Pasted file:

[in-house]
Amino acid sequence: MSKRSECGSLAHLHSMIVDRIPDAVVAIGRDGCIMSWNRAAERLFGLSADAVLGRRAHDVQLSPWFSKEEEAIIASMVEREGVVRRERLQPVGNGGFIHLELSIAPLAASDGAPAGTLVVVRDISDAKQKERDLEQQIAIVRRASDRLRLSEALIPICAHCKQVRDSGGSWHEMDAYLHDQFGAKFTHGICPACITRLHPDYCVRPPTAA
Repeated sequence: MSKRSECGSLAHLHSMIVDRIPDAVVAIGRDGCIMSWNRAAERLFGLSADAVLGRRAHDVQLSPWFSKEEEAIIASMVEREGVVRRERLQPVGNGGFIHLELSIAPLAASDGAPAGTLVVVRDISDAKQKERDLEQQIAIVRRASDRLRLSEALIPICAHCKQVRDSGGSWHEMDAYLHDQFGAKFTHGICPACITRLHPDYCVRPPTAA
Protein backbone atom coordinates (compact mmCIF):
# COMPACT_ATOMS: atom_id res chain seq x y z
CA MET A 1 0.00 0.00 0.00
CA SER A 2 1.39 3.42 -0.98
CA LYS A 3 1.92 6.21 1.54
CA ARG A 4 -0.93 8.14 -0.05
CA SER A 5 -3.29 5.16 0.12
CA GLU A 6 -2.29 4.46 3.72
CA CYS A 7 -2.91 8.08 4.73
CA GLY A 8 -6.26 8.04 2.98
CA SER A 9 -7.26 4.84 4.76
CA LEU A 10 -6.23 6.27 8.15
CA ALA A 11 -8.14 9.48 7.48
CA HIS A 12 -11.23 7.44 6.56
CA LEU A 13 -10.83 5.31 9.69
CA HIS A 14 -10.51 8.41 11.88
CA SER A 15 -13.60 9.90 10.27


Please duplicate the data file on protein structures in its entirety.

[in-house]
Amino acid sequence: MSKRSECGSLAHLHSMIVDRIPDAVVAIGRDGCIMSWNRAAERLFGLSADAVLGRRAHDVQLSPWFSKEEEAIIASMVEREGVVRRERLQPVGNGGFIHLELSIAPLAASDGAPAGTLVVVRDISDAKQKERDLEQQIAIVRRASDRLRLSEALIPICAHCKQVRDSGGSWHEMDAYLHDQFGAKFTHGICPACITRLHPDYCVRPPTAA
Repeated sequence: MSKRSECGSLAHLHSMIVDRIPDAVVAIGRDGCIMSWNRAAERLFGLSADAVLGRRAHDVQLSPWFSKEEEAIIASMVEREGVVRRERLQPVGNGGFIHLELSIAPLAASDGAPAGTLVVVRDISDAKQKERDLEQQIAIVRRASDRLRLSEALIPICAHCKQVRDSGGSWHEMDAYLHDQFGAKFTHGICPACITRLHPDYCVRPPTAA
Protein backbone atom coordinates (compact mmCIF):
# COMPACT_ATOMS: atom_id res chain seq x y z
CA MET A 1 0.00 0.00 0.00
CA SER A 2 1.39 3.42 -0.98
CA LYS A 3 1.92 6.21 1.54
CA ARG A 4 -0.93 8.14 -0.05
CA SER A 5 -3.29 5.16 0.12
CA GLU A 6 -2.29 4.46 3.72
CA CYS A 7 -2.91 8.08 4.73
CA GLY A 8 -6.26 8.04 2.98
CA SER A 9 -7.26 4.84 4.76
CA LEU A 10 -6.23 6.27 8.15
CA ALA A 11 -8.14 9.48 7.48
CA HIS A 12 -11.23 7.44 6.56
CA LEU A 13 -10.83 5.31 9.69
CA HIS A 14 -10.51 8.41 11.88
CA SER A 15 -13.60 9.90 10.27